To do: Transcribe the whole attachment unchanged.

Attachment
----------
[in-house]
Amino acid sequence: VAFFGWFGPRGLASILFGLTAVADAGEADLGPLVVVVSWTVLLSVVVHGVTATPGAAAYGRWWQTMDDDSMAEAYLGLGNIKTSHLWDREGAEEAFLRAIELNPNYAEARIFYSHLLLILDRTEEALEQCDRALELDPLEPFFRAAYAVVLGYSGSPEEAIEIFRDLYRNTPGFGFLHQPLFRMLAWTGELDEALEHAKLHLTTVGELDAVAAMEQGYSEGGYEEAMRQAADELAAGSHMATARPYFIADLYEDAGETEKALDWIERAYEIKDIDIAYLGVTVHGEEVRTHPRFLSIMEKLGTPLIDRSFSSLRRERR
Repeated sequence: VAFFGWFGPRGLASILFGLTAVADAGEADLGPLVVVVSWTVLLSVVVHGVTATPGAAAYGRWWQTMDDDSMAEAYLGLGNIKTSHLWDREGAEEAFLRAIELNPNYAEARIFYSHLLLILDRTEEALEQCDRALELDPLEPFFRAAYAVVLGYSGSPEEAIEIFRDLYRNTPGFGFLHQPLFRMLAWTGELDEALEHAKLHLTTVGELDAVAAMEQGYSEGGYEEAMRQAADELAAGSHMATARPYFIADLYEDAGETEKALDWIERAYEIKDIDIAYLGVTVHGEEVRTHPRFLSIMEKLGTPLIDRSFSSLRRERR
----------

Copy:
[in-house]
Amino acid sequence: VAFFGWFGPRGLASILFGLTAVADAGEADLGPLVVVVSWTVLLSVVVHGVTATPGAAAYGRWWQTMDDDSMAEAYLGLGNIKTSHLWDREGAEEAFLRAIELNPNYAEARIFYSHLLLILDRTEEALEQCDRALELDPLEPFFRAAYAVVLGYSGSPEEAIEIFRDLYRNTPGFGFLHQPLFRMLAWTGELDEALEHAKLHLTTVGELDAVAAMEQGYSEGGYEEAMRQAADELAAGSHMATARPYFIADLYEDAGETEKALDWIERAYEIKDIDIAYLGVTVHGEEVRTHPRFLSIMEKLGTPLIDRSFSSLRRERR
Repeated sequence: VAFFGWFGPRGLASILFGLTAVADAGEADLGPLVVVVSWTVLLSVVVHGVTATPGAAAYGRWWQTMDDDSMAEAYLGLGNIKTSHLWDREGAEEAFLRAIELNPNYAEARIFYSHLLLILDRTEEALEQCDRALELDPLEPFFRAAYAVVLGYSGSPEEAIEIFRDLYRNTPGFGFLHQPLFRMLAWTGELDEALEHAKLHLTTVGELDAVAAMEQGYSEGGYEEAMRQAADELAAGSHMATARPYFIADLYEDAGETEKALDWIERAYEIKDIDIAYLGVTVHGEEVRTHPRFLSIMEKLGTPLIDRSFSSLRRERR